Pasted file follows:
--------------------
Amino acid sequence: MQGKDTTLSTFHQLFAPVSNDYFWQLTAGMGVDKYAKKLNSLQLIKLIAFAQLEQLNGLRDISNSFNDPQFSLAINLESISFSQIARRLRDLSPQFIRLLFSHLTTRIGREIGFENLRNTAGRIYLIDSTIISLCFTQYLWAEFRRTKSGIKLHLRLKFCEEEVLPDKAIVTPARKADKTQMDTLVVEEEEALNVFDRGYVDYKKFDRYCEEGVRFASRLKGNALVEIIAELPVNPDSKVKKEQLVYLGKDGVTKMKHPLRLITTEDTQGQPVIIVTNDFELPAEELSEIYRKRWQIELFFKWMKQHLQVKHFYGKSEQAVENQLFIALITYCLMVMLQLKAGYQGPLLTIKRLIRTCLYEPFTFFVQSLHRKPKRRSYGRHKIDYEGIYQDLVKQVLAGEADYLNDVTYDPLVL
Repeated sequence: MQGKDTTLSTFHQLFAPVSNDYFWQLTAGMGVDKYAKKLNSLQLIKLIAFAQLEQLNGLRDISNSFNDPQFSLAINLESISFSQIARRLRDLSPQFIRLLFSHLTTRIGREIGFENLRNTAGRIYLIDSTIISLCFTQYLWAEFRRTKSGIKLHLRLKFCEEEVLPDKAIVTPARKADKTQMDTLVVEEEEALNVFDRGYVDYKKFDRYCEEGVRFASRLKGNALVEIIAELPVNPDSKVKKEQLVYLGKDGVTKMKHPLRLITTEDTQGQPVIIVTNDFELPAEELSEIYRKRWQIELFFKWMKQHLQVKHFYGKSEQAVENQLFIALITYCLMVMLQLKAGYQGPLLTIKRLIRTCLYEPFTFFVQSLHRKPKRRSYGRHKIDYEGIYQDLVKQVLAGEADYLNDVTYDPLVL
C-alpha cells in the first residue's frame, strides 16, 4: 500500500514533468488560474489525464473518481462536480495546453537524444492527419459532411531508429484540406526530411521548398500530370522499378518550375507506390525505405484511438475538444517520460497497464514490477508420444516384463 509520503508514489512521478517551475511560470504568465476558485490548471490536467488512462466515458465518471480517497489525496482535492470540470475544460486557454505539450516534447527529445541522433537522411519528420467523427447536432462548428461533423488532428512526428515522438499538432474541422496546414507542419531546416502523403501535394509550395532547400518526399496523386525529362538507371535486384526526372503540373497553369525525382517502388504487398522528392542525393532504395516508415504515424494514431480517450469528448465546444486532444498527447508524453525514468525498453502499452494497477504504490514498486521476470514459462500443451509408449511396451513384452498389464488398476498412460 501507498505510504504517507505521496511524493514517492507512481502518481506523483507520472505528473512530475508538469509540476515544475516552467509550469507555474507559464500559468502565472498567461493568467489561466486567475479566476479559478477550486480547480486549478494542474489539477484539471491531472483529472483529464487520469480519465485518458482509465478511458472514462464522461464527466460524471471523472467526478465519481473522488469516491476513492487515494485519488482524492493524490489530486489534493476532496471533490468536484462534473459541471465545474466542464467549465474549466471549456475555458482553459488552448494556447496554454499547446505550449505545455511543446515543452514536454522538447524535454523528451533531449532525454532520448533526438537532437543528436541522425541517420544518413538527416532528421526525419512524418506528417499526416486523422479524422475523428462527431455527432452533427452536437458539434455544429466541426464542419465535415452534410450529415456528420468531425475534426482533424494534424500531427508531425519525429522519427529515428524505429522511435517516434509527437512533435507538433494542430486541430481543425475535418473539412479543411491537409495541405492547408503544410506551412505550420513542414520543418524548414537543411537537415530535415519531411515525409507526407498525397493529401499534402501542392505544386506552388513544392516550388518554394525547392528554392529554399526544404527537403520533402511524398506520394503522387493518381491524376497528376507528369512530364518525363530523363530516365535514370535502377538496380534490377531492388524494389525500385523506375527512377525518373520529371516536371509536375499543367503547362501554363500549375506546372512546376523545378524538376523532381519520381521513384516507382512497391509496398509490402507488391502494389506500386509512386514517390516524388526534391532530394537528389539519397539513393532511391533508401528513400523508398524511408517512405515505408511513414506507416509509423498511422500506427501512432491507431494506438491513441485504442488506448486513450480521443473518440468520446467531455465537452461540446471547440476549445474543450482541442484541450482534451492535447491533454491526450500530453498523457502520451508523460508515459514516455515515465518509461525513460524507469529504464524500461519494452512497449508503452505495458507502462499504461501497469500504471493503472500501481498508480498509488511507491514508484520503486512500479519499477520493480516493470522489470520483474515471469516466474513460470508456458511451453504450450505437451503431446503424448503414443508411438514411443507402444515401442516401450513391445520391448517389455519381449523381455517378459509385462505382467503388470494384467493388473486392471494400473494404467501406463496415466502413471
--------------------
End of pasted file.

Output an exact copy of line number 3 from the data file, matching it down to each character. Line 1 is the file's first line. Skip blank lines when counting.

C-alpha cells in the first residue's frame, strides 16, 4: 500500500514533468488560474489525464473518481462536480495546453537524444492527419459532411531508429484540406526530411521548398500530370522499378518550375507506390525505405484511438475538444517520460497497464514490477508420444516384463 509520503508514489512521478517551475511560470504568465476558485490548471490536467488512462466515458465518471480517497489525496482535492470540470475544460486557454505539450516534447527529445541522433537522411519528420467523427447536432462548428461533423488532428512526428515522438499538432474541422496546414507542419531546416502523403501535394509550395532547400518526399496523386525529362538507371535486384526526372503540373497553369525525382517502388504487398522528392542525393532504395516508415504515424494514431480517450469528448465546444486532444498527447508524453525514468525498453502499452494497477504504490514498486521476470514459462500443451509408449511396451513384452498389464488398476498412460 501507498505510504504517507505521496511524493514517492507512481502518481506523483507520472505528473512530475508538469509540476515544475516552467509550469507555474507559464500559468502565472498567461493568467489561466486567475479566476479559478477550486480547480486549478494542474489539477484539471491531472483529472483529464487520469480519465485518458482509465478511458472514462464522461464527466460524471471523472467526478465519481473522488469516491476513492487515494485519488482524492493524490489530486489534493476532496471533490468536484462534473459541471465545474466542464467549465474549466471549456475555458482553459488552448494556447496554454499547446505550449505545455511543446515543452514536454522538447524535454523528451533531449532525454532520448533526438537532437543528436541522425541517420544518413538527416532528421526525419512524418506528417499526416486523422479524422475523428462527431455527432452533427452536437458539434455544429466541426464542419465535415452534410450529415456528420468531425475534426482533424494534424500531427508531425519525429522519427529515428524505429522511435517516434509527437512533435507538433494542430486541430481543425475535418473539412479543411491537409495541405492547408503544410506551412505550420513542414520543418524548414537543411537537415530535415519531411515525409507526407498525397493529401499534402501542392505544386506552388513544392516550388518554394525547392528554392529554399526544404527537403520533402511524398506520394503522387493518381491524376497528376507528369512530364518525363530523363530516365535514370535502377538496380534490377531492388524494389525500385523506375527512377525518373520529371516536371509536375499543367503547362501554363500549375506546372512546376523545378524538376523532381519520381521513384516507382512497391509496398509490402507488391502494389506500386509512386514517390516524388526534391532530394537528389539519397539513393532511391533508401528513400523508398524511408517512405515505408511513414506507416509509423498511422500506427501512432491507431494506438491513441485504442488506448486513450480521443473518440468520446467531455465537452461540446471547440476549445474543450482541442484541450482534451492535447491533454491526450500530453498523457502520451508523460508515459514516455515515465518509461525513460524507469529504464524500461519494452512497449508503452505495458507502462499504461501497469500504471493503472500501481498508480498509488511507491514508484520503486512500479519499477520493480516493470522489470520483474515471469516466474513460470508456458511451453504450450505437451503431446503424448503414443508411438514411443507402444515401442516401450513391445520391448517389455519381449523381455517378459509385462505382467503388470494384467493388473486392471494400473494404467501406463496415466502413471